BOSTON — Next time you crush your thumb with a hammer and you're in pain, go ahead, let fly with every obscenity you know.
It really does help.
At least according to Richard Stephens and his students, who earned a 2010 Ig Nobel prize, the award handed out by the Annals of Improbable Research magazine for silly sounding scientific discoveries that often have surprisingly practical applications.
This year's winners include scientists who developed a way to collect whale snot using a remote-control helicopter and doctors from New Zealand who found that wearing socks on the outside of your shoes reduces the chances of slipping on ice.
The 20th anniversary edition of the Ig Nobel awards ceremony was held Thursday night at Harvard University.
The theme this year was bacteria. There was the world premiere of "The Bacterial Opera," about bacteria that live on a woman's front tooth, and door prizes for all 1,200 attendees: bacteria (it was on the tickets).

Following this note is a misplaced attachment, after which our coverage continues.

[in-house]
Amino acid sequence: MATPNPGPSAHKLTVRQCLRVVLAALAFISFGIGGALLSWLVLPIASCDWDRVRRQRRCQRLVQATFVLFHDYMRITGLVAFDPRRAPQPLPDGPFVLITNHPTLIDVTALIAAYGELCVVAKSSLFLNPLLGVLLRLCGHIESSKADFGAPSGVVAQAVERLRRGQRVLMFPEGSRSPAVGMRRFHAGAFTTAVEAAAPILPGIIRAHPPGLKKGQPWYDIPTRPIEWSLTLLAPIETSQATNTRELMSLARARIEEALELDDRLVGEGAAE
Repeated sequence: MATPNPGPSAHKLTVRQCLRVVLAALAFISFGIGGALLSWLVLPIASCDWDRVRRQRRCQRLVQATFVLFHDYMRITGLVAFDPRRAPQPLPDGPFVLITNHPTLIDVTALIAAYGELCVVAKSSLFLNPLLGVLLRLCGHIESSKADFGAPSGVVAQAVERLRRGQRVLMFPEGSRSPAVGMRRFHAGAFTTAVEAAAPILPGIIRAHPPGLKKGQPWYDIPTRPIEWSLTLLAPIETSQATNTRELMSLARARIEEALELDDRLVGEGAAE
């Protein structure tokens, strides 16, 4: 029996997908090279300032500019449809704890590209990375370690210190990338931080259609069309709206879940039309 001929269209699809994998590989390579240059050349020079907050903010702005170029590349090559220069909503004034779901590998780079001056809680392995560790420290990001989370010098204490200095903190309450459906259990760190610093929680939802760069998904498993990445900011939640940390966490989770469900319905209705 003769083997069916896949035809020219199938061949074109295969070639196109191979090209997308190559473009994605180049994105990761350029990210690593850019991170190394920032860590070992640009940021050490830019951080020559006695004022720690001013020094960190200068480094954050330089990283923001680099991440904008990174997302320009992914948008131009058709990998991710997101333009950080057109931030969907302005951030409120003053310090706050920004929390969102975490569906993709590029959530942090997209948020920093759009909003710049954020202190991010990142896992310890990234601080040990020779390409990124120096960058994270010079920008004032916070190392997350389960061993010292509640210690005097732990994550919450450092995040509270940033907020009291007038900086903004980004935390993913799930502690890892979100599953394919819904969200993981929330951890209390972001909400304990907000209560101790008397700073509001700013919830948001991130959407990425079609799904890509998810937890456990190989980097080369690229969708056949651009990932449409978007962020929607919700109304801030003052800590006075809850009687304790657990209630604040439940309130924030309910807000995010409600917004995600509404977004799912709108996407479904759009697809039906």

Stephens, a lecturer in psychology at Keele University in the U.K., didn't whack his subjects with a hammer.
The test subjects dunked their hands in a bucket of ice water to see how long they could hold them there. People with potty mouth were able to remain in the water longer.
As usual, most winners of the dubious award were more than happy to be the butt of a little fun at the expense of their serious scientific work. And as usual, there were some holdouts.
This year's economics Ig Nobel went to executives and directors at Goldman Sachs, AIG, Lehman Bros., Bear Stearns, et al for their creative investment techniques that brought the global economy to its knees.
Annals of Improbable Research editor Marc Abrahams said, "We made a few attempts but soon realized it probably would not be possible," he said. "They never responded, not even with a 'No thank you.' "